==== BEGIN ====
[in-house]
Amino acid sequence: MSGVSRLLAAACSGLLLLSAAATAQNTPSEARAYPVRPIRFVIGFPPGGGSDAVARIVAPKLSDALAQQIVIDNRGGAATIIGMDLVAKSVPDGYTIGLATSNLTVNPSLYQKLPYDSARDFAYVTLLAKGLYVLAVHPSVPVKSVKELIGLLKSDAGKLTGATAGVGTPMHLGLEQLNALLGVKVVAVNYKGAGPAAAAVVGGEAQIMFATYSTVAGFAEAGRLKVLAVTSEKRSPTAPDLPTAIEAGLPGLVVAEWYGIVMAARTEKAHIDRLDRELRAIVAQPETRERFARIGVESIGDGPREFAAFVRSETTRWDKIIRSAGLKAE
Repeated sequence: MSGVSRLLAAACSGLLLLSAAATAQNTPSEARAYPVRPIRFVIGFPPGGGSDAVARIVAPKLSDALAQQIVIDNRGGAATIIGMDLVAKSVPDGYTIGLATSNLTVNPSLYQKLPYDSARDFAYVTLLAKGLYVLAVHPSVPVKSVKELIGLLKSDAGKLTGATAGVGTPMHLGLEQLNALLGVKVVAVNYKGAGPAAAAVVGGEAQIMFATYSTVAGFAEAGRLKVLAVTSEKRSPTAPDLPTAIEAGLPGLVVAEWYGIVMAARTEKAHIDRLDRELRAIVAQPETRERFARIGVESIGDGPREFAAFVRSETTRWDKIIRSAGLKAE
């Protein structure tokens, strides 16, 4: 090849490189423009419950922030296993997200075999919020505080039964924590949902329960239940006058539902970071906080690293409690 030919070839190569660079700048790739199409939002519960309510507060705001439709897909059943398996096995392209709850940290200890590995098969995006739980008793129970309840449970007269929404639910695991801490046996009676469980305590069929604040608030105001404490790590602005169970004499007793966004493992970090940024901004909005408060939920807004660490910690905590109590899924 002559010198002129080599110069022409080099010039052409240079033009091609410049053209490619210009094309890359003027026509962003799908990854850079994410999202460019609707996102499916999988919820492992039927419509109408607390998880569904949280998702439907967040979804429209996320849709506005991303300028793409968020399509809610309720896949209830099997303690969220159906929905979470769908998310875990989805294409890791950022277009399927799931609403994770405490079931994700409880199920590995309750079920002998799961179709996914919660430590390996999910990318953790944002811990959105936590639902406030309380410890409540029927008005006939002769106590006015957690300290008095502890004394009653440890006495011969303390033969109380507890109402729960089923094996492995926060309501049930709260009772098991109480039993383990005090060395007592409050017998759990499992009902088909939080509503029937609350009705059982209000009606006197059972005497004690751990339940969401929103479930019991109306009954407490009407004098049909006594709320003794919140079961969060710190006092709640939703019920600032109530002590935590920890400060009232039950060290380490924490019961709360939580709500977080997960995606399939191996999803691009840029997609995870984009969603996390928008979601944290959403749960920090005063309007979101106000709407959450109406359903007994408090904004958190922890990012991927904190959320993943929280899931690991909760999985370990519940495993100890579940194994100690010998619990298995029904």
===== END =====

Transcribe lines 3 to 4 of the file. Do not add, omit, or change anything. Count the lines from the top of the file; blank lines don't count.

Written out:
Repeated sequence: MSGVSRLLAAACSGLLLLSAAATAQNTPSEARAYPVRPIRFVIGFPPGGGSDAVARIVAPKLSDALAQQIVIDNRGGAATIIGMDLVAKSVPDGYTIGLATSNLTVNPSLYQKLPYDSARDFAYVTLLAKGLYVLAVHPSVPVKSVKELIGLLKSDAGKLTGATAGVGTPMHLGLEQLNALLGVKVVAVNYKGAGPAAAAVVGGEAQIMFATYSTVAGFAEAGRLKVLAVTSEKRSPTAPDLPTAIEAGLPGLVVAEWYGIVMAARTEKAHIDRLDRELRAIVAQPETRERFARIGVESIGDGPREFAAFVRSETTRWDKIIRSAGLKAE
């Protein structure tokens, strides 16, 4: 090849490189423009419950922030296993997200075999919020505080039964924590949902329960239940006058539902970071906080690293409690 030919070839190569660079700048790739199409939002519960309510507060705001439709897909059943398996096995392209709850940290200890590995098969995006739980008793129970309840449970007269929404639910695991801490046996009676469980305590069929604040608030105001404490790590602005169970004499007793966004493992970090940024901004909005408060939920807004660490910690905590109590899924 002559010198002129080599110069022409080099010039052409240079033009091609410049053209490619210009094309890359003027026509962003799908990854850079994410999202460019609707996102499916999988919820492992039927419509109408607390998880569904949280998702439907967040979804429209996320849709506005991303300028793409968020399509809610309720896949209830099997303690969220159906929905979470769908998310875990989805294409890791950022277009399927799931609403994770405490079931994700409880199920590995309750079920002998799961179709996914919660430590390996999910990318953790944002811990959105936590639902406030309380410890409540029927008005006939002769106590006015957690300290008095502890004394009653440890006495011969303390033969109380507890109402729960089923094996492995926060309501049930709260009772098991109480039993383990005090060395007592409050017998759990499992009902088909939080509503029937609350009705059982209000009606006197059972005497004690751990339940969401929103479930019991109306009954407490009407004098049909006594709320003794919140079961969060710190006092709640939703019920600032109530002590935590920890400060009232039950060290380490924490019961709360939580709500977080997960995606399939191996999803691009840029997609995870984009969603996390928008979601944290959403749960920090005063309007979101106000709407959450109406359903007994408090904004958190922890990012991927904190959320993943929280899931690991909760999985370990519940495993100890579940194994100690010998619990298995029904």